top of page

Our Research

We aim to conduct rigorous research that provides the evidence STEM instructors, departments, and universities need to advocate for and implement change. We use social science research methods combined with biology and STEM perspectives to address our research questions.

Our research centers on the question:
How can we (re)create educational practices in STEM to better support students and instructors? 

Projects in the Lab

Current projects in the lab focus on characterizing the experiences of STEM students with disabilities and exploring how students and instructors can approach teaching and research mentoring to foster students’ own agency.


Systematic Reviews

Many students with disabilities find it difficult to get the support they need in science and math classes in college because STEM instructors are still learning how to best support disabled students in their instruction. This systematic literature review project aims to compile existing research about STEM students with disabilities and their instructors. The goal is to use this information to guide future efforts for change based on empirical findings from the literature.

A picture of a library

Identity Negotiations

Science identity, or the extent to which an individual sees themselves as a scientist, influences students' persistence in science and science career training pathways. Yet, knowledge about how students from certain groups see themselves and perceive others to see them as scientists is still developing. For instance, little is currently known about how disabled graduate students see their identities as both scientists and disabled individuals.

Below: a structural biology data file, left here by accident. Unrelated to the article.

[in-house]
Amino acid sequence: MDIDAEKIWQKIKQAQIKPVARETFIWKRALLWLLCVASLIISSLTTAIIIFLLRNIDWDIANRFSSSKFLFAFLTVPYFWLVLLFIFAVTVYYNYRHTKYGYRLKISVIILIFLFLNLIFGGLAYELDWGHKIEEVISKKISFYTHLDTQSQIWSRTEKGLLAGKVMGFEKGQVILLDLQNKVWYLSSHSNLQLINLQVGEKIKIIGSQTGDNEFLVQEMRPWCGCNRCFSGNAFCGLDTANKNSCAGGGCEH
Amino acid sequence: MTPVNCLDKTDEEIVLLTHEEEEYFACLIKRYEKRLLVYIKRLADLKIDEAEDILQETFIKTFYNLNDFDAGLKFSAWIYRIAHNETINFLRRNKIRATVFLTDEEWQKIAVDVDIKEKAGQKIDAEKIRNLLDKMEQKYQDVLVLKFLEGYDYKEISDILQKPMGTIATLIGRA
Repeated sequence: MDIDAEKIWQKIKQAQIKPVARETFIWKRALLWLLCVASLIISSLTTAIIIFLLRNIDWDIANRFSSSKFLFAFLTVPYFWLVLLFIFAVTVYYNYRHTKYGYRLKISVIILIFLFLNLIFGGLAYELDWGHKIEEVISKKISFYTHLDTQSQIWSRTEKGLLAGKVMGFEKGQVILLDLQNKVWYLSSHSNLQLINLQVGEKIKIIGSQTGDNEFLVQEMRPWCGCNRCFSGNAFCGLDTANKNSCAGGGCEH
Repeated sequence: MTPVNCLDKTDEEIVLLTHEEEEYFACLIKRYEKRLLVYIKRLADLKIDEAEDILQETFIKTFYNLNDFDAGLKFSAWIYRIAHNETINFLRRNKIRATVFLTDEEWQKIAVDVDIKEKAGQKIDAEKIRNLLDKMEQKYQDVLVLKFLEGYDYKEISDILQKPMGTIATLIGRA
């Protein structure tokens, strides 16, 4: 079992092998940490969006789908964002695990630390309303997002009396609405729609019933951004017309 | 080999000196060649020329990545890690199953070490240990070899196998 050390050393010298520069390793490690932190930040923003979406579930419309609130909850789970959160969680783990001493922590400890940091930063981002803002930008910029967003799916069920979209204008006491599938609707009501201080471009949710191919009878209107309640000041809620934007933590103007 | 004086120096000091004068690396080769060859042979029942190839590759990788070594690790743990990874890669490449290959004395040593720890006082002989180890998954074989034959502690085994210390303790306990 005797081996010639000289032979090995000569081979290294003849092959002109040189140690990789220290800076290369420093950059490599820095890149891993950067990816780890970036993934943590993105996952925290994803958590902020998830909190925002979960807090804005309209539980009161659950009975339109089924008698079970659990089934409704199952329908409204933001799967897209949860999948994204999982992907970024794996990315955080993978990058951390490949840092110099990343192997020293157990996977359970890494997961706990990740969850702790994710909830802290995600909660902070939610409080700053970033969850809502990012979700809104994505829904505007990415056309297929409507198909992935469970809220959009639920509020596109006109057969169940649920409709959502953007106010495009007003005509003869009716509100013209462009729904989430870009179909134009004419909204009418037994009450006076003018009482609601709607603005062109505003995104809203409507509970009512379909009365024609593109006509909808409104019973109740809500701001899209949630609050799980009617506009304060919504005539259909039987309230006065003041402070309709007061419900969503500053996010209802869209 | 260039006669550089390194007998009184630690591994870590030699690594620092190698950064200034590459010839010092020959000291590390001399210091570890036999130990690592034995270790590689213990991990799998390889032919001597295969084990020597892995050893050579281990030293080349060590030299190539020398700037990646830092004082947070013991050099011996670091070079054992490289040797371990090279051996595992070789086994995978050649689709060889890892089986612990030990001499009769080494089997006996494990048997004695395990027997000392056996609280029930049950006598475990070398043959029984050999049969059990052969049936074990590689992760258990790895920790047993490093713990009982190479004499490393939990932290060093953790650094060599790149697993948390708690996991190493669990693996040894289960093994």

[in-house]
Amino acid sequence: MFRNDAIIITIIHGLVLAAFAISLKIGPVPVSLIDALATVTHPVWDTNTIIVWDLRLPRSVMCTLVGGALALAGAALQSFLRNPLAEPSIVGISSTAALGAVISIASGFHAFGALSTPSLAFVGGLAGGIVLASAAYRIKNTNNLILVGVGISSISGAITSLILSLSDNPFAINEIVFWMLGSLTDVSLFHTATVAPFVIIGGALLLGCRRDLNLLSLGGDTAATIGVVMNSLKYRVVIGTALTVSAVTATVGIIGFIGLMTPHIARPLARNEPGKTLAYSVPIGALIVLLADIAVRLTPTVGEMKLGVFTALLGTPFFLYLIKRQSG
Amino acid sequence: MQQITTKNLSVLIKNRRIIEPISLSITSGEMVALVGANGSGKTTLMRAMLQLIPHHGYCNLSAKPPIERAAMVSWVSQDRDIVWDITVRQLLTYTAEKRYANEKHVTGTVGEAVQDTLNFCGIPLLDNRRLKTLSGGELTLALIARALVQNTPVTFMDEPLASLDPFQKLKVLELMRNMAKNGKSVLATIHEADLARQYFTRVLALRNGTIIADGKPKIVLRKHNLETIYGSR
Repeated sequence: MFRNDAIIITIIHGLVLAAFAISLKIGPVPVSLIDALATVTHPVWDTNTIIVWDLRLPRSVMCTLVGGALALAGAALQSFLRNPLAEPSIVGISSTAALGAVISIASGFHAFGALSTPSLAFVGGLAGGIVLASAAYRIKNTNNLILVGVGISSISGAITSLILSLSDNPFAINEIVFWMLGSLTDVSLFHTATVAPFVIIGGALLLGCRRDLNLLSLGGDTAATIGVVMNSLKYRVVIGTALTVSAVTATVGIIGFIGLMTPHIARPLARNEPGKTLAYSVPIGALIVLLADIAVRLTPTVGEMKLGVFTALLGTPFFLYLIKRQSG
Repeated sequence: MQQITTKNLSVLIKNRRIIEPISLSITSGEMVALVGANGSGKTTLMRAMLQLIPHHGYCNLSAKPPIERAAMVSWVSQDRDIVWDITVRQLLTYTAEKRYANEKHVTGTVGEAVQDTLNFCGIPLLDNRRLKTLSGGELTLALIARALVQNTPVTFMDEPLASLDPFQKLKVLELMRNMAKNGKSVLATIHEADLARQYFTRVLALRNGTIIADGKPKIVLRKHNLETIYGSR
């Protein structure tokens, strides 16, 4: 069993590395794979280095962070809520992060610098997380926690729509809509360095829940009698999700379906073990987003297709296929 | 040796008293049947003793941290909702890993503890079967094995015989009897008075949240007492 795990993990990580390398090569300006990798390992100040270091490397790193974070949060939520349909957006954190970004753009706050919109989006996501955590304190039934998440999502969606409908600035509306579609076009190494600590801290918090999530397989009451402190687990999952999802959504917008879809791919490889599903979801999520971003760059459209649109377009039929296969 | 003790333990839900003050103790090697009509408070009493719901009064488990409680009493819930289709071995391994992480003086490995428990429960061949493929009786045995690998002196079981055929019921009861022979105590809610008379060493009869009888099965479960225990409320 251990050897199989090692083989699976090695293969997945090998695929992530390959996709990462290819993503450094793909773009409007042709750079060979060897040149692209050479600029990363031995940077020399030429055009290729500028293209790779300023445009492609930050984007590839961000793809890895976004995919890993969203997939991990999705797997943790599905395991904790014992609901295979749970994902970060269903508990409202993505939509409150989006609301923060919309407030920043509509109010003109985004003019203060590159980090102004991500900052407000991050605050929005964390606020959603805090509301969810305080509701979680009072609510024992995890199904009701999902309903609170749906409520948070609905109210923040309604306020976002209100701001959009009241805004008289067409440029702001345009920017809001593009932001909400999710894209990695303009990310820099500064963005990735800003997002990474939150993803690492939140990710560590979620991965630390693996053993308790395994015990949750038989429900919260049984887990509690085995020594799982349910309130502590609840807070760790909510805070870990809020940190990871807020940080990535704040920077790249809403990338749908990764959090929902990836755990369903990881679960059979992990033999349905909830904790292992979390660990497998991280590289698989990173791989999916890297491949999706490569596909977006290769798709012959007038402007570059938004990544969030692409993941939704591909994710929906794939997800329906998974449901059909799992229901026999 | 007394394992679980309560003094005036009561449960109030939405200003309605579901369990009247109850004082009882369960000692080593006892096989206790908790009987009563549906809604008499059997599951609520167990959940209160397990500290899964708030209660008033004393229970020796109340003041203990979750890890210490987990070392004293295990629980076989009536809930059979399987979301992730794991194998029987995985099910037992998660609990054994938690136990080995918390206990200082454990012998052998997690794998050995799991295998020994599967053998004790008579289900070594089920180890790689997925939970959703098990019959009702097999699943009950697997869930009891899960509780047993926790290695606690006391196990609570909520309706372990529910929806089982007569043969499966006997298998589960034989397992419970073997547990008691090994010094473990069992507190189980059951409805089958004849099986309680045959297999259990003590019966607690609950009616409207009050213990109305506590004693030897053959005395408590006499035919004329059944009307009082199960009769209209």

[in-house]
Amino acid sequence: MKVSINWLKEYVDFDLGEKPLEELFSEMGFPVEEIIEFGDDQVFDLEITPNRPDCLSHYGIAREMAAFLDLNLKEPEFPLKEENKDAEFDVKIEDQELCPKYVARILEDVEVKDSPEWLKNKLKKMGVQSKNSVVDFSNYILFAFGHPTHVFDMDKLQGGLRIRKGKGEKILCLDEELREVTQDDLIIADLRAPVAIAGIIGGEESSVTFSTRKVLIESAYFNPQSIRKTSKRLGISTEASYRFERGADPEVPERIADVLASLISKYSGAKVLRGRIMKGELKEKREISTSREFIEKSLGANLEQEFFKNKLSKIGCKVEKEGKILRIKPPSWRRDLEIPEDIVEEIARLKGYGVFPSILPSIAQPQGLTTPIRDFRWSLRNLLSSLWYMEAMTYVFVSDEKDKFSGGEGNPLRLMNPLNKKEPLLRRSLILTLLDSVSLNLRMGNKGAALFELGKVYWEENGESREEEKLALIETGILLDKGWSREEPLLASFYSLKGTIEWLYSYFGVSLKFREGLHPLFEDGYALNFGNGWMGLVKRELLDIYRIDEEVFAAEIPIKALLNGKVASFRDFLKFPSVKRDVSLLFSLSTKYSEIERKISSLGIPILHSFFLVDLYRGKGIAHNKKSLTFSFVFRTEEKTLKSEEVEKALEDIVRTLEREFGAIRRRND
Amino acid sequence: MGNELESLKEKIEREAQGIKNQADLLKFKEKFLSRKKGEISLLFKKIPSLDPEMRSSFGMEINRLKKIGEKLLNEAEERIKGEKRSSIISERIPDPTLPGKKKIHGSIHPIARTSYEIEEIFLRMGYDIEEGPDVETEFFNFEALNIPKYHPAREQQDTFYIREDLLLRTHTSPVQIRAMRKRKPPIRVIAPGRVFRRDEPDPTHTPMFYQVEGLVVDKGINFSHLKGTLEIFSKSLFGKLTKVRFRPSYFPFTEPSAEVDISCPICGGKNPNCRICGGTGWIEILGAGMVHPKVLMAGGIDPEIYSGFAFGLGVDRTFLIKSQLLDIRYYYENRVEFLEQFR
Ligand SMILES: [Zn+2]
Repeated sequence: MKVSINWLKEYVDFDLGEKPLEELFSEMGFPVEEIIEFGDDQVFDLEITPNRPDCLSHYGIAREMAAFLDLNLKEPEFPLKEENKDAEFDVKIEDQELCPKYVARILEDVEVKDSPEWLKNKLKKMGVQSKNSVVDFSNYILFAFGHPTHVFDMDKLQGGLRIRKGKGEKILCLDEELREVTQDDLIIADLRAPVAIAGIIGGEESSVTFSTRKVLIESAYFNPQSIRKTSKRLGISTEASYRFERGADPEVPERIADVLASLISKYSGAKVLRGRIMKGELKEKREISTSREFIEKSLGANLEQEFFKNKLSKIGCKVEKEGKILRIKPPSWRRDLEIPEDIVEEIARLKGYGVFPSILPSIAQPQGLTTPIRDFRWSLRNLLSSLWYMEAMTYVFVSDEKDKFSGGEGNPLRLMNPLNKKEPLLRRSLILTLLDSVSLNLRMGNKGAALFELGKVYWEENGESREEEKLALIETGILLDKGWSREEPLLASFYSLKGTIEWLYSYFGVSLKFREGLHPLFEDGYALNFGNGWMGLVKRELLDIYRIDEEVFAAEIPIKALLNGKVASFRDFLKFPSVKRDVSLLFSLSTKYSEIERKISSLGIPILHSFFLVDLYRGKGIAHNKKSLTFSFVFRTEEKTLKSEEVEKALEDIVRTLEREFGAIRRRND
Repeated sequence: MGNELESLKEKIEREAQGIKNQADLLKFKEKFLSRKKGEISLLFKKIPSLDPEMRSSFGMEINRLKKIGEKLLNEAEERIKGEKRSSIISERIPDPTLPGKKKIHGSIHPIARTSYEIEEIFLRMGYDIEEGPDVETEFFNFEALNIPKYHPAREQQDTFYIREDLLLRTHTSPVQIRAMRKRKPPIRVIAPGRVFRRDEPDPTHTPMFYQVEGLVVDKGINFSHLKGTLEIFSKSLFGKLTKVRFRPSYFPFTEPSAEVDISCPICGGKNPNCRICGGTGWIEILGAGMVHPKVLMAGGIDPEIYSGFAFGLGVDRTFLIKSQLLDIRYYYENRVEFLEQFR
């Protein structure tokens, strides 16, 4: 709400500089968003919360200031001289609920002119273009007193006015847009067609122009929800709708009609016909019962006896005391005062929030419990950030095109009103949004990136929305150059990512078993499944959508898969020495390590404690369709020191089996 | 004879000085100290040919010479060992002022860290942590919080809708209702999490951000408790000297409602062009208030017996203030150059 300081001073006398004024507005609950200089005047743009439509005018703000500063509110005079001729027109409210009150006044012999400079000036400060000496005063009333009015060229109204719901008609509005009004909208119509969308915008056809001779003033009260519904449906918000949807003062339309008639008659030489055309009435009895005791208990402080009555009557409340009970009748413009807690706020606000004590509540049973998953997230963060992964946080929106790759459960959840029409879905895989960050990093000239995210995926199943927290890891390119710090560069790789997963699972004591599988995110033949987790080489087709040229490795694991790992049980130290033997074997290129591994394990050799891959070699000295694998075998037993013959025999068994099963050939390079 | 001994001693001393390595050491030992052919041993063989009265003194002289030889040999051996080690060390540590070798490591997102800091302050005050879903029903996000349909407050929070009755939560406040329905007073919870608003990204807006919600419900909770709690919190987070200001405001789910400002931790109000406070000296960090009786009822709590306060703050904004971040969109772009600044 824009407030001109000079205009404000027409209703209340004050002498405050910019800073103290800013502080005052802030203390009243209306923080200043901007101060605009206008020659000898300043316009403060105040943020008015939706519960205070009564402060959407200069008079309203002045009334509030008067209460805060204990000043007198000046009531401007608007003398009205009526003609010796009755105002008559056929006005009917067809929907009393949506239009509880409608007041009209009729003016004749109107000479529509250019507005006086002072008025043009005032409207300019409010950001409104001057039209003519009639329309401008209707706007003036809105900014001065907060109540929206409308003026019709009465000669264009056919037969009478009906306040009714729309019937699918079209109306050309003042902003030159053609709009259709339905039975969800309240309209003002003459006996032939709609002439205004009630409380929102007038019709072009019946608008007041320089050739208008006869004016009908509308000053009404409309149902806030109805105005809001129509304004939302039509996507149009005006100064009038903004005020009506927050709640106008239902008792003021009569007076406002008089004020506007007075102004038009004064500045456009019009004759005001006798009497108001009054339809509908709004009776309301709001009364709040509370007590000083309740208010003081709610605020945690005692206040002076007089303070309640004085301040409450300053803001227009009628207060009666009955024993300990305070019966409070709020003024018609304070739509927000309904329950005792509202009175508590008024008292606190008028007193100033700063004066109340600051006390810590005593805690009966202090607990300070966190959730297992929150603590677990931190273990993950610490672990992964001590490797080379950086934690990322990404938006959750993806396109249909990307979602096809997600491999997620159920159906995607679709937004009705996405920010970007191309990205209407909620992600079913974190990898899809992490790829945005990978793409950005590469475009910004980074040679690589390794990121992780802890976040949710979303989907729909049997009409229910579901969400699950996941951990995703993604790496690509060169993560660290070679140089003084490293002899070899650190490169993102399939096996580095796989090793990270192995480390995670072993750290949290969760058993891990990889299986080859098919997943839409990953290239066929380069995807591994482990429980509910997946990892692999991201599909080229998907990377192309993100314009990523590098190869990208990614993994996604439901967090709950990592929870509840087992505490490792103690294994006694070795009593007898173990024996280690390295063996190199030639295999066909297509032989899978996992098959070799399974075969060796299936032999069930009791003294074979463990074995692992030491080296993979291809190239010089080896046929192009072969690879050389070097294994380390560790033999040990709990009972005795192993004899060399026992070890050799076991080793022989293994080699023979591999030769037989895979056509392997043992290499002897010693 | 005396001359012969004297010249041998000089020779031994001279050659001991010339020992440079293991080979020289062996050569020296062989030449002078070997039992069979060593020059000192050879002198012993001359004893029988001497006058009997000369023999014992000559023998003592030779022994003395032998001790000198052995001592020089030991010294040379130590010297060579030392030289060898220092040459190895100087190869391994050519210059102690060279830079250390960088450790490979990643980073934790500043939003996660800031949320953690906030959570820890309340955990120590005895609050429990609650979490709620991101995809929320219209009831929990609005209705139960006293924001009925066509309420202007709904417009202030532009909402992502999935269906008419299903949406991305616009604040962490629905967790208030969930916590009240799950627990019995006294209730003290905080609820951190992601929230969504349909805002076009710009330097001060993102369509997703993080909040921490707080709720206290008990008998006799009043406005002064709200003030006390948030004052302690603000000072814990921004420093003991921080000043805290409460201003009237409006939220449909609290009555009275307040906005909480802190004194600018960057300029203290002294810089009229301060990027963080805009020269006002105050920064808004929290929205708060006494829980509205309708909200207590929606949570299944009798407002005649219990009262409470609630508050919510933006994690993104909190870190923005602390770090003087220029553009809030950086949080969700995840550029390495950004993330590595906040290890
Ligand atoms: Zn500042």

This project, led by Dr. Stephanie Berg, will characterize disabled graduate students' experiences related to their science identity.

Check out Lab News for more info about Stephanie's fellowship.

Icon of a person looking into a mirror to represent identity neogtiations

Journeys & Structures

To understand how to best support disabled students and instructors in STEM, we need to know where these individuals are coming from and where they intend to go in the future. This project will collect data and artifacts from students and instructors to inform future research efforts.

Vintage compass to represent journeys

Job Crafting

Job crafting, a way for employees to shape their work tasks and relationships at work, has been shown to have many benefits. Employees who tailor their jobs to fit their strengths and interests tend to feel better at work and are more likely to want to stay in their current jobs than those who don't. Because of this, there is a growing interest in promoting job crafting to help prevent burnout and turnover. In the field of STEM education, there is a recognized need to create curriculum that helps students develop skills for their future careers. This project aims to use the principles of job crafting from organizational psychology to develop and assess job-crafting educational materials for STEM students and early career researchers.

Icon representing job crafting. A person next to a small hammer and wrench. Image credit is to Adrien Coquet from the Noun Project
bottom of page